When Donald Trump declared in 2016 that he could shoot someone on 5th Avenue and not lose any base support, the statement clearly assumed the assassination he perpetrated wouldn’t produce collateral damage among his beloved followers.
Trump’s shutdown is different as new polling from NPR/PBS/Marist appears to demonstrate. Since the shutdown began, Trump’s approval rating has been falling about half a point per week. The NPR poll has him down 7 points since December to 39 percent, but importantly the data suggest the slippage is mainly coming directly from Trump’s base, including:
- suburban men, where his approvals have slipped 18 points, from a net-positive 51-to-39 percent to a net-negative of 42 percent approve, 48 percent disapprove
- evangelical support is down 13 points, from 73-to-17 percent approve to 66-to-23 percent approve
- overall Republican approvals are down from 90 percent to 83 percent
- even white men without college degrees have softened a bit from 56 percent approve to 50 percent approve
“For the first time, we saw a fairly consistent pattern of having his base showing evidence of a cracking,” said Lee Miringoff, director of the Marist Institute for Public Opinion, adding that it wasn’t clear if the erosion was purely shutdown related or might be a “broader problem.”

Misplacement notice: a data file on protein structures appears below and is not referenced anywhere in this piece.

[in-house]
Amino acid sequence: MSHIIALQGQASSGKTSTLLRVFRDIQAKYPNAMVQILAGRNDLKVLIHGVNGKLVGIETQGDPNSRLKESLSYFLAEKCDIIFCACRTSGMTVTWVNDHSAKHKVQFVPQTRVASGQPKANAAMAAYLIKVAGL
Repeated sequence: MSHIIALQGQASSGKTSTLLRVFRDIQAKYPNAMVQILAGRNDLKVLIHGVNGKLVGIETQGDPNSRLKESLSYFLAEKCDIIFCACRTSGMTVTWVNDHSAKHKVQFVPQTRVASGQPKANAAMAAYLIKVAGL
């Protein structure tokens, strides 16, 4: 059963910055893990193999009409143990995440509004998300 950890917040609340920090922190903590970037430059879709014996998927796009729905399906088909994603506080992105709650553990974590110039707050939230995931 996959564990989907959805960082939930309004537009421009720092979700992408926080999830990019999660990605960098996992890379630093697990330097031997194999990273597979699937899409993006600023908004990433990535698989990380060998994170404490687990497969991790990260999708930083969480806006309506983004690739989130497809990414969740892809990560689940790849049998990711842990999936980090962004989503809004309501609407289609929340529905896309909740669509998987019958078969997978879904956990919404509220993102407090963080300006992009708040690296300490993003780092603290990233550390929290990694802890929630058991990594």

And here’s the cherry on top of all this: Fully 57 percent of respondents said they will definitely vote against Trump in 2020, with just 30 percent vowing to vote for him. Wow. That’s some tough sledding. Pretty much insurmountable, actually. When NPR asked the same question about President Obama in 2010, 48 percent of voters pledged they would vote against Obama… and almost exactly that proportion did. Obama won reelection in 2012 by a margin of 51-47 percent. In other words, the polling of those determined to vote against him was pretty darn accurate.